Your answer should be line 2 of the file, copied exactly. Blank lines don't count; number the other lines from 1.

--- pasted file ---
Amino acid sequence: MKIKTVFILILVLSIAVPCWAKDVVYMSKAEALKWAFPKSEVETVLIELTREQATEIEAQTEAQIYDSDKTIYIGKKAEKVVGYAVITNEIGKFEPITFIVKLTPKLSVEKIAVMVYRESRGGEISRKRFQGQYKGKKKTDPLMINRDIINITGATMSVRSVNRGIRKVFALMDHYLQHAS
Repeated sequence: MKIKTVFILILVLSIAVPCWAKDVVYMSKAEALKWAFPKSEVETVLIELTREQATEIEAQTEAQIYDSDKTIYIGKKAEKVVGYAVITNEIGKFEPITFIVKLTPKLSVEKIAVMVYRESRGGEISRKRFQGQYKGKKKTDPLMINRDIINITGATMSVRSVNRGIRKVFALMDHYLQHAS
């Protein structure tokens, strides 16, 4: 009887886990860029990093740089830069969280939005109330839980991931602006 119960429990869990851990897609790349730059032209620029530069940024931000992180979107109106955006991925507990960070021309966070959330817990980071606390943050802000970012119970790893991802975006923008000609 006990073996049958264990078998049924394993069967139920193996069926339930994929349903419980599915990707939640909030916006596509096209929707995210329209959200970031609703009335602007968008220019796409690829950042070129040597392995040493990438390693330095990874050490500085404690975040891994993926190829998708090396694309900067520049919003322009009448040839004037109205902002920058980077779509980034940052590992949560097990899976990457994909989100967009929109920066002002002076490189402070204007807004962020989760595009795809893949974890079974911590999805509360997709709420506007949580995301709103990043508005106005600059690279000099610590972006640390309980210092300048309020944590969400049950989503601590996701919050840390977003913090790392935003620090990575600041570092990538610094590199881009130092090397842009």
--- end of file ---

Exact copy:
Repeated sequence: MKIKTVFILILVLSIAVPCWAKDVVYMSKAEALKWAFPKSEVETVLIELTREQATEIEAQTEAQIYDSDKTIYIGKKAEKVVGYAVITNEIGKFEPITFIVKLTPKLSVEKIAVMVYRESRGGEISRKRFQGQYKGKKKTDPLMINRDIINITGATMSVRSVNRGIRKVFALMDHYLQHAS